The subsidies you qualify for depends on your Per Capita Household Income and the Annual Value of your home. Lower-income families can get up to 30% in subsidies.

And from 2020 to 2025, all those enrolled in the new CareShield Life scheme will enjoy up to $70 a year in government subsidies, further reducing your premium by as much as 30%.

 

3 Most Common Questions About CareShield Life

After the CareShield Life announcement was made last week, and even after the indications at Budget 2018 about the upcoming changes, there were a lot of reactions. We answer the 3 most common queries:

 

Is CareShield Life just a way of getting the young to pay for the elderly?

No. Each cohort pays for itself, and there is no transference of cost from one generation to another. That means if you’re born in 1989, you won’t be paying for someone else that was born in 1969.

All the ElderShield premiums collected will continue to go back to supporting the ElderShield policyholders’ future claims. All new CareShield Life premiums collected will go to covering CareShield Life policyholders’ future claims.

The only reason for those currently on ElderShield to want to switch to CareShield Life is to enjoy lifelong payouts. But this would probably mean that they will need to pay a higher monthly premium. Nonetheless government subsidies will continue to be provided for those unable to afford their premiums.

There will be an option for those who are not severely disabled to join CareShield Life scheme, but it will likely be on a case by case basis. The option will be made available in 2021.

CareShield Life will begin by enrolling those aged between 30 and 40 in 2020, and then include everyone who turns 30 in each subsequent year. The premiums paid are intended to cover future lifelong payouts.

 

Why is it compulsory, and why do the premiums increase as we age?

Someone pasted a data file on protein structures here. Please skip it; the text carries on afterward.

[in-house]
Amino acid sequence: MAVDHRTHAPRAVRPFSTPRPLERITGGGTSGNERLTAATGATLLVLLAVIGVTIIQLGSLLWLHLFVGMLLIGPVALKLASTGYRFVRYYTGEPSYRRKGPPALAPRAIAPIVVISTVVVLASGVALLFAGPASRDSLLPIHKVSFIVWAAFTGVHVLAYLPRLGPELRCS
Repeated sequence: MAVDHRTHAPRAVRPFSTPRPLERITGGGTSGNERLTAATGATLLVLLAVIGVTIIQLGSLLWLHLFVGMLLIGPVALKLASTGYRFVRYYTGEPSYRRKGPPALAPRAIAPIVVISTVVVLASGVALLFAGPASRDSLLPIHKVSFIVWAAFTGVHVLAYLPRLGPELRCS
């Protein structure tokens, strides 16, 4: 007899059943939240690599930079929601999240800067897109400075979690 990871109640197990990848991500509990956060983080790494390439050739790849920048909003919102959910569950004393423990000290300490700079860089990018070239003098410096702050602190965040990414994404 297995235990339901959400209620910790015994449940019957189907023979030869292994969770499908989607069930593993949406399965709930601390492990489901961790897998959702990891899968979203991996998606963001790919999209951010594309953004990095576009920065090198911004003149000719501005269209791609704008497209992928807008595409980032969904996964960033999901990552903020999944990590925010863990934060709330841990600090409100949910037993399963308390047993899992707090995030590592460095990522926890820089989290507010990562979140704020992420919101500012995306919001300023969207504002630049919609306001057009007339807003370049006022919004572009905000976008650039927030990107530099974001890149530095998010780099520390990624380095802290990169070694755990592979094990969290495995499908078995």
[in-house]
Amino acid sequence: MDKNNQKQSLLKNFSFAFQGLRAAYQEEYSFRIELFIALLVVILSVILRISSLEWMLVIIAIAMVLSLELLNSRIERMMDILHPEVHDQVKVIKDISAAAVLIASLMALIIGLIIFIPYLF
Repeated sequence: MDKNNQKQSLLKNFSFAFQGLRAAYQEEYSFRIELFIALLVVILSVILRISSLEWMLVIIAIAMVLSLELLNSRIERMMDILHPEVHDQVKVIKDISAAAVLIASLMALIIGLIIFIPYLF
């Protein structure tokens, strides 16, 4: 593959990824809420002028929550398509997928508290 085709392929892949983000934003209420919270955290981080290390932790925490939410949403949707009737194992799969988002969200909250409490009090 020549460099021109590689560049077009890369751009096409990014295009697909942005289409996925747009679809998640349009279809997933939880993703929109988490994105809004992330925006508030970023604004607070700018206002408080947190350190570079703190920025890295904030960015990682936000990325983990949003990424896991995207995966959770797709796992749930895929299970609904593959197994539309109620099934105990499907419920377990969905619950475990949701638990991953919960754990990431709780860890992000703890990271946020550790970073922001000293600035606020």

Don’t Singaporeans just hate the word “compulsory”? But the fears are somewhat justified. After all, it sounds like we’re being forced to write a blank cheque for some arbitrary amount.

But when you understand what CareShield Life represents – a lifelong monthly payout that every Singaporean is entitled to – you understand why it has to be compulsory and why the premiums need to increase over time.

Making it compulsory actually allows the Government to reduce the price of CareShield Life’s monthly premiums, since it provides a stable source of funds from which to provide a lifelong payout.

And steadily increasing the premiums as you age allows CareShield Life to also provide higher payout amounts the later you make the claim. This also helps to overcome future inflation. For example, if someone were to make a claim in 2020, they would get $600 a month for the rest of their lives. But if the same person were to make a claim in 2050, they could look forward to getting an estimated $1,000 a month for the rest of their lives.

 

What’s the difference between CareShield Life and MediShield Life?

This Shield, that Shield, this Life, that Life, so confusing!

Perhaps we should start by pointing out how they’re similar. Unlike most insurance policies which can only cover you up to a certain age, CareShield Life and MediShield Life are meant to provide you with lifelong coverage and payouts. They provide universal coverage so that no one is excluded, even if you have pre-existing conditions.

As for the difference between MediShield Life and CareShield Life, the hint is in the name. MediShield Life subsidises large medical bills, while CareShield Life essentially subsidises the cost of care for those with severe disability. For CareShield Life, you actually get the payout amount in cash, so you can decide how the money should be spent to subsidise your cost of care.

 

Conclusion

CareShield Life is an important part of ensuring that every Singaporean is provided with the most basic of protection in the event of a severe disability. Even though it is compulsory, it should be tempered with the fact that everyone can be covered as a result.

Besides just understanding how the new CareShield Life scheme works, it is important to be aware and plan for the costs of long-term care should anything happen to you. We will go into that as well some of the services that are available in a separate article, so stay tuned!

What is your opinion of the new CareShield Life? Share your thoughts with us.

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Peter Lin

I am the poster boy for reinventing one's self. I've been a broadcast journalist, technical writer, banking customer service officer and a Catholic friar. My life experiences have made me the most cynical idealist you'll ever meet, which is why I'm also the co-founder of a local pop culture website. I believe ignorance is not bliss, and that money is the root of all evil only if you allow it to be.